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May

12

2017

$10,000 worth of home repairs – no charge

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From a Mindset Mastery Honors Graduate and Genius Bootcamp Participant: Super LONG and Super COOL Laws of Thought Story and Tender Mercies… First Some Back Story…  Prior to the taking and graduating with honors from Leslie’s Mindset Mastery course, I had been living in a scarcity & doubting mindset for well over 20 years. For … Continue reading $10,000 worth of home repairs – no charge

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May

12

2017

10 Content Curation Tools Every Marketer Needs

Published by in category Content Marketing, Daily | Comments are closed

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“Curation” is one of those words that’s always conveyed coolness to me. Take, for example, the job of curating art for a gallery, or curating music for a soundtrack. Cool, right? Content curation is just as much fun — and just as important.

For the uninitiated, content curation consists of finding material relevant to your audience from a variety of sources, and sharing it strategically through your communication channels. For example, writing a roundup blog post of great marketing examples would require you to curate strong samples of content relevant to what you’re writing about. And while very cool, it can be tricky. There are many, many social networks, news feeds, emails, and infographics full of such content that can demand your time and attention.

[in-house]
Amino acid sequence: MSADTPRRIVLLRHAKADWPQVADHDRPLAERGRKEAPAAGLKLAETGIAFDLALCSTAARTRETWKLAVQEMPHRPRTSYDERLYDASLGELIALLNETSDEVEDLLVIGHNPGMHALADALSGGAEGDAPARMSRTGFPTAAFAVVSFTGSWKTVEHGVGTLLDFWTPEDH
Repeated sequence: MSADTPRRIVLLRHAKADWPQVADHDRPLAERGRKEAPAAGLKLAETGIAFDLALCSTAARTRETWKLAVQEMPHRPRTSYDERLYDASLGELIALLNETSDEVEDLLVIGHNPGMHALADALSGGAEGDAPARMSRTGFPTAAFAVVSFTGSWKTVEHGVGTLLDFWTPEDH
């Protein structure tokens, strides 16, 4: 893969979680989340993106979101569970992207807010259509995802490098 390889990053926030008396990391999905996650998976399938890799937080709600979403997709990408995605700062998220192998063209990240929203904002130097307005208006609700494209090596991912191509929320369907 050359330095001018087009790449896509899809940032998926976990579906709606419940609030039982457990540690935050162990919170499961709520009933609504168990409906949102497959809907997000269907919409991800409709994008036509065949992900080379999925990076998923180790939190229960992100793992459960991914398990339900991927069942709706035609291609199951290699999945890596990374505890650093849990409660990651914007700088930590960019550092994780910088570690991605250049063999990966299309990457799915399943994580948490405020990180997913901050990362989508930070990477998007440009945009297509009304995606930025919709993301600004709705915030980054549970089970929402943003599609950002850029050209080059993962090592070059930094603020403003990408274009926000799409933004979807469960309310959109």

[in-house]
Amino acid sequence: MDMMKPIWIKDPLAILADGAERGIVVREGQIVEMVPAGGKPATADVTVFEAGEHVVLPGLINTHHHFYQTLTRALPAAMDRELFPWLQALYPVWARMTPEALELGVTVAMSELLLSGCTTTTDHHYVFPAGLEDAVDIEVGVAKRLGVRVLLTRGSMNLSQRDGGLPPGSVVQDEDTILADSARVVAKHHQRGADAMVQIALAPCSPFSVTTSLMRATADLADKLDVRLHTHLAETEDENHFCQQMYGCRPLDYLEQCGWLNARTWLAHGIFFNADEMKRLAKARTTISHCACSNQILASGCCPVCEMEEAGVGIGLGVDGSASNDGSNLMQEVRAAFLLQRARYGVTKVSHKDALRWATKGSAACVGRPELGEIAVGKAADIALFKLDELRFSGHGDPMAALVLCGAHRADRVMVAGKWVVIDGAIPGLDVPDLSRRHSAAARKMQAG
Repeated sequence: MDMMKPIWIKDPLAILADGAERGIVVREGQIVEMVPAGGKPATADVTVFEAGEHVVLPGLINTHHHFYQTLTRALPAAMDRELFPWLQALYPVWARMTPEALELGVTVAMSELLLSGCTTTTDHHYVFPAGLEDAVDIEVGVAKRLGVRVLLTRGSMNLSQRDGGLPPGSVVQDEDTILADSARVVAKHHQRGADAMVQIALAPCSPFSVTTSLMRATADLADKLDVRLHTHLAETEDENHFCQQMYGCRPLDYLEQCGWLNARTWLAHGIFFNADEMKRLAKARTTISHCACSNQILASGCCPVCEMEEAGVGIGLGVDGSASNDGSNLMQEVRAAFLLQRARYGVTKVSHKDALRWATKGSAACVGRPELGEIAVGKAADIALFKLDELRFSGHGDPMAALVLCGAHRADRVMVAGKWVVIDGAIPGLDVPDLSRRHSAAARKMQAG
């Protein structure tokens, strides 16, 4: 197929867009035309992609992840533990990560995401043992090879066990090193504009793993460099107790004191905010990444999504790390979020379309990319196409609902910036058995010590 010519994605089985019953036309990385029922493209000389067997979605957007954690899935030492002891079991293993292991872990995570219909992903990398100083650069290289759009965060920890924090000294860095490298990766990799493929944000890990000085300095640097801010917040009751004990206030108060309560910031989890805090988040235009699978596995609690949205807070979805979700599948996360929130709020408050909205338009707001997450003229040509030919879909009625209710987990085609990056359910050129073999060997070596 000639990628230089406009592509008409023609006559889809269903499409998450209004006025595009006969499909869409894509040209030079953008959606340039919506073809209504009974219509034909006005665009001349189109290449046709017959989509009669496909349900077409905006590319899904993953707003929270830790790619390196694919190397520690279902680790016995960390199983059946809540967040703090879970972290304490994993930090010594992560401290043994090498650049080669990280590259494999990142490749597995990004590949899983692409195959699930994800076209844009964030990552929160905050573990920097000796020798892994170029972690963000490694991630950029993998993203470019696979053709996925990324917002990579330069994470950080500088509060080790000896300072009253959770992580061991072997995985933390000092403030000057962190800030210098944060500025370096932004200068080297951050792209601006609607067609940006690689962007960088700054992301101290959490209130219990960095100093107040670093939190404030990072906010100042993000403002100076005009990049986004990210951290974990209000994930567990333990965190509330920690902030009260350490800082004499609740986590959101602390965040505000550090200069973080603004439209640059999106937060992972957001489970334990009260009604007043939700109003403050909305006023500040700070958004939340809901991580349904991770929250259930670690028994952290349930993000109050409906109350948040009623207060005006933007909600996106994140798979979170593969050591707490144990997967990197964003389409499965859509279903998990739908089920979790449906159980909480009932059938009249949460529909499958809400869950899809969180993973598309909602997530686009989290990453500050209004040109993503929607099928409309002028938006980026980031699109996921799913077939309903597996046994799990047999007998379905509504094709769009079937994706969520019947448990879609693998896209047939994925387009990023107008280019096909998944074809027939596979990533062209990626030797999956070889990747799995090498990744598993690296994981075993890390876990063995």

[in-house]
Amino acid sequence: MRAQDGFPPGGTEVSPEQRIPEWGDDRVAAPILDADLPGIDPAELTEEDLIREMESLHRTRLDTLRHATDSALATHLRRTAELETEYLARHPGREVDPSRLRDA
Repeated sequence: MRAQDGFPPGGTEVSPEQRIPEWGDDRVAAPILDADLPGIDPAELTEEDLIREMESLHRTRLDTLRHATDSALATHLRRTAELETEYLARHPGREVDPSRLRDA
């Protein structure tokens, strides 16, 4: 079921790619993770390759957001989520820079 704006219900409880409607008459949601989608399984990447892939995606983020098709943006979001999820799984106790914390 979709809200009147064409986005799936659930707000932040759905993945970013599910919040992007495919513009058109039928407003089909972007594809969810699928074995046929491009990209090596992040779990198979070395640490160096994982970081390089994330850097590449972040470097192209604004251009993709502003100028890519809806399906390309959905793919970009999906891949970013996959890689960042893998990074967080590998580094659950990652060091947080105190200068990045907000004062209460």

That’s why the responsibility of content curation is important. Think of it as being a successful wedding DJ: Your selections can’t all be ad hoc and safe. After all, people can only hear Kool & The Gang’s “Celebration” so many times before the floor clears, and that sort of playlist isn’t personalized for your audience. But if you know your audience, you can accurately gauge the temperature of the room and have the confidence to give the people what they want.

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The same goes for content curation. Instead of just rounding up the most generally popular things on the web, pick the ones that are going to be the most relevant and interesting to your audience, and provide the context around them that makes your site a destination. Of course, we never said that was easy. Where do you find this content, anyway, especially given the information overload we opened with? Good news: We’re here to help you prioritize the resources by outlining some of our favorites below.